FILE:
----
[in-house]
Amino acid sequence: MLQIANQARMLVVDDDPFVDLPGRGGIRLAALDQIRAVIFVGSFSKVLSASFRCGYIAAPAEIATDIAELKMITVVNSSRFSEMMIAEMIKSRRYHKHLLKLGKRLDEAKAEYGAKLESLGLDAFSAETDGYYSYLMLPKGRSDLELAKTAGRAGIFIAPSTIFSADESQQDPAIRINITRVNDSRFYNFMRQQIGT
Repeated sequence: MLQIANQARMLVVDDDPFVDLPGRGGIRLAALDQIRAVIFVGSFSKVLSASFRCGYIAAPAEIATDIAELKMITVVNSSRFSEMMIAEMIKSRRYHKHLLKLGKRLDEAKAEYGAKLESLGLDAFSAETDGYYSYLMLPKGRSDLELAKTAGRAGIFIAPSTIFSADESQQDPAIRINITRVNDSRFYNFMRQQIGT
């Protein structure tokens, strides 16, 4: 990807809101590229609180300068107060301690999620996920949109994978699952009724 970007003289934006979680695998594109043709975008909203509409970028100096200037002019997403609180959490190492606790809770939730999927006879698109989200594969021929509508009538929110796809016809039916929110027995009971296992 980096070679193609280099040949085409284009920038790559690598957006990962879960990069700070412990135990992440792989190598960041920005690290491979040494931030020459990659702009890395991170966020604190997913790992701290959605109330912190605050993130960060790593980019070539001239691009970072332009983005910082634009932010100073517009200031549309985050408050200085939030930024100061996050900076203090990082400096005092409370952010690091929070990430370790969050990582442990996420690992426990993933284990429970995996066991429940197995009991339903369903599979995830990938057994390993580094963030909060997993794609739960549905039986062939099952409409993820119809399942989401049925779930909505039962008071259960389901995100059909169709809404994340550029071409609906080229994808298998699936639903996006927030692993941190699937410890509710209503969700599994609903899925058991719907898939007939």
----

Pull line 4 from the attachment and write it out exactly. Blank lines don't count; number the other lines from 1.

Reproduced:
């Protein structure tokens, strides 16, 4: 990807809101590229609180300068107060301690999620996920949109994978699952009724 970007003289934006979680695998594109043709975008909203509409970028100096200037002019997403609180959490190492606790809770939730999927006879698109989200594969021929509508009538929110796809016809039916929110027995009971296992 980096070679193609280099040949085409284009920038790559690598957006990962879960990069700070412990135990992440792989190598960041920005690290491979040494931030020459990659702009890395991170966020604190997913790992701290959605109330912190605050993130960060790593980019070539001239691009970072332009983005910082634009932010100073517009200031549309985050408050200085939030930024100061996050900076203090990082400096005092409370952010690091929070990430370790969050990582442990996420690992426990993933284990429970995996066991429940197995009991339903369903599979995830990938057994390993580094963030909060997993794609739960549905039986062939099952409409993820119809399942989401049925779930909505039962008071259960389901995100059909169709809404994340550029071409609906080229994808298998699936639903996006927030692993941190699937410890509710209503969700599994609903899925058991719907898939007939």